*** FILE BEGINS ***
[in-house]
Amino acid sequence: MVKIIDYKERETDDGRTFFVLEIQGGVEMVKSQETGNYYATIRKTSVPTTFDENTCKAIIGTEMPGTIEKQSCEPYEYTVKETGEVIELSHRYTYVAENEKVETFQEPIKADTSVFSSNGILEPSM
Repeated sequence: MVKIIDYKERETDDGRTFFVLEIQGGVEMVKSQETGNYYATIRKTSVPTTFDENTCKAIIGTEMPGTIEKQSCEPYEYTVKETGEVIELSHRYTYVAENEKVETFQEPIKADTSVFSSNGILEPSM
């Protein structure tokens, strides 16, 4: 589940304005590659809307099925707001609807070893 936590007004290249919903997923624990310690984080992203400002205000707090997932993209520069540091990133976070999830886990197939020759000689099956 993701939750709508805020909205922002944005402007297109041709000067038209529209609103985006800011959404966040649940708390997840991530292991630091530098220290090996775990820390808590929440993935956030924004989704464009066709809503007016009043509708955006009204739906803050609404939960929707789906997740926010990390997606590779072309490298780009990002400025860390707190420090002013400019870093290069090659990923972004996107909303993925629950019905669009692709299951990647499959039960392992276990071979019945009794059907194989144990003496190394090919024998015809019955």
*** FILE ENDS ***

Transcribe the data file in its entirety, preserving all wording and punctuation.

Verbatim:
[in-house]
Amino acid sequence: MVKIIDYKERETDDGRTFFVLEIQGGVEMVKSQETGNYYATIRKTSVPTTFDENTCKAIIGTEMPGTIEKQSCEPYEYTVKETGEVIELSHRYTYVAENEKVETFQEPIKADTSVFSSNGILEPSM
Repeated sequence: MVKIIDYKERETDDGRTFFVLEIQGGVEMVKSQETGNYYATIRKTSVPTTFDENTCKAIIGTEMPGTIEKQSCEPYEYTVKETGEVIELSHRYTYVAENEKVETFQEPIKADTSVFSSNGILEPSM
């Protein structure tokens, strides 16, 4: 589940304005590659809307099925707001609807070893 936590007004290249919903997923624990310690984080992203400002205000707090997932993209520069540091990133976070999830886990197939020759000689099956 993701939750709508805020909205922002944005402007297109041709000067038209529209609103985006800011959404966040649940708390997840991530292991630091530098220290090996775990820390808590929440993935956030924004989704464009066709809503007016009043509708955006009204739906803050609404939960929707789906997740926010990390997606590779072309490298780009990002400025860390707190420090002013400019870093290069090659990923972004996107909303993925629950019905669009692709299951990647499959039960392992276990071979019945009794059907194989144990003496190394090919024998015809019955």